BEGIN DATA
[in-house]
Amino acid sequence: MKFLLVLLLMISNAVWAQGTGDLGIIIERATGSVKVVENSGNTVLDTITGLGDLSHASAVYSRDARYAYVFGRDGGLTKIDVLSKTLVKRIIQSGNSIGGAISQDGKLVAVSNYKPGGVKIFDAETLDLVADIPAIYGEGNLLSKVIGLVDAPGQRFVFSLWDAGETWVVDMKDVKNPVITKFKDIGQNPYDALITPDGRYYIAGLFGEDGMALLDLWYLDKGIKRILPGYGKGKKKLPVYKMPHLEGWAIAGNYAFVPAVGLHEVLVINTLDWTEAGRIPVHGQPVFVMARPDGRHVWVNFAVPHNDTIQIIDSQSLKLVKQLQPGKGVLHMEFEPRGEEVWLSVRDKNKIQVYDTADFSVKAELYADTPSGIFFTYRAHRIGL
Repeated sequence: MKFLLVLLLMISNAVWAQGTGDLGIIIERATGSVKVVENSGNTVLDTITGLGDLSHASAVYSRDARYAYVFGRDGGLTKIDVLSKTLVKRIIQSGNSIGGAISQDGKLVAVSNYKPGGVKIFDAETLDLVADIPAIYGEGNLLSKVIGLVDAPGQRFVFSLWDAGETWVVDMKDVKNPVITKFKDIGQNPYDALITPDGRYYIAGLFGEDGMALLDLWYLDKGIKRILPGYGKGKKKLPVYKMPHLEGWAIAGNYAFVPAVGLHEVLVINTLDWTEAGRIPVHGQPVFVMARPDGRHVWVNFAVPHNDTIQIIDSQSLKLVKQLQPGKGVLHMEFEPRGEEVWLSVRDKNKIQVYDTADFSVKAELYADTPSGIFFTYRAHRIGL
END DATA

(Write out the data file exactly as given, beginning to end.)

[in-house]
Amino acid sequence: MKFLLVLLLMISNAVWAQGTGDLGIIIERATGSVKVVENSGNTVLDTITGLGDLSHASAVYSRDARYAYVFGRDGGLTKIDVLSKTLVKRIIQSGNSIGGAISQDGKLVAVSNYKPGGVKIFDAETLDLVADIPAIYGEGNLLSKVIGLVDAPGQRFVFSLWDAGETWVVDMKDVKNPVITKFKDIGQNPYDALITPDGRYYIAGLFGEDGMALLDLWYLDKGIKRILPGYGKGKKKLPVYKMPHLEGWAIAGNYAFVPAVGLHEVLVINTLDWTEAGRIPVHGQPVFVMARPDGRHVWVNFAVPHNDTIQIIDSQSLKLVKQLQPGKGVLHMEFEPRGEEVWLSVRDKNKIQVYDTADFSVKAELYADTPSGIFFTYRAHRIGL
Repeated sequence: MKFLLVLLLMISNAVWAQGTGDLGIIIERATGSVKVVENSGNTVLDTITGLGDLSHASAVYSRDARYAYVFGRDGGLTKIDVLSKTLVKRIIQSGNSIGGAISQDGKLVAVSNYKPGGVKIFDAETLDLVADIPAIYGEGNLLSKVIGLVDAPGQRFVFSLWDAGETWVVDMKDVKNPVITKFKDIGQNPYDALITPDGRYYIAGLFGEDGMALLDLWYLDKGIKRILPGYGKGKKKLPVYKMPHLEGWAIAGNYAFVPAVGLHEVLVINTLDWTEAGRIPVHGQPVFVMARPDGRHVWVNFAVPHNDTIQIIDSQSLKLVKQLQPGKGVLHMEFEPRGEEVWLSVRDKNKIQVYDTADFSVKAELYADTPSGIFFTYRAHRIGL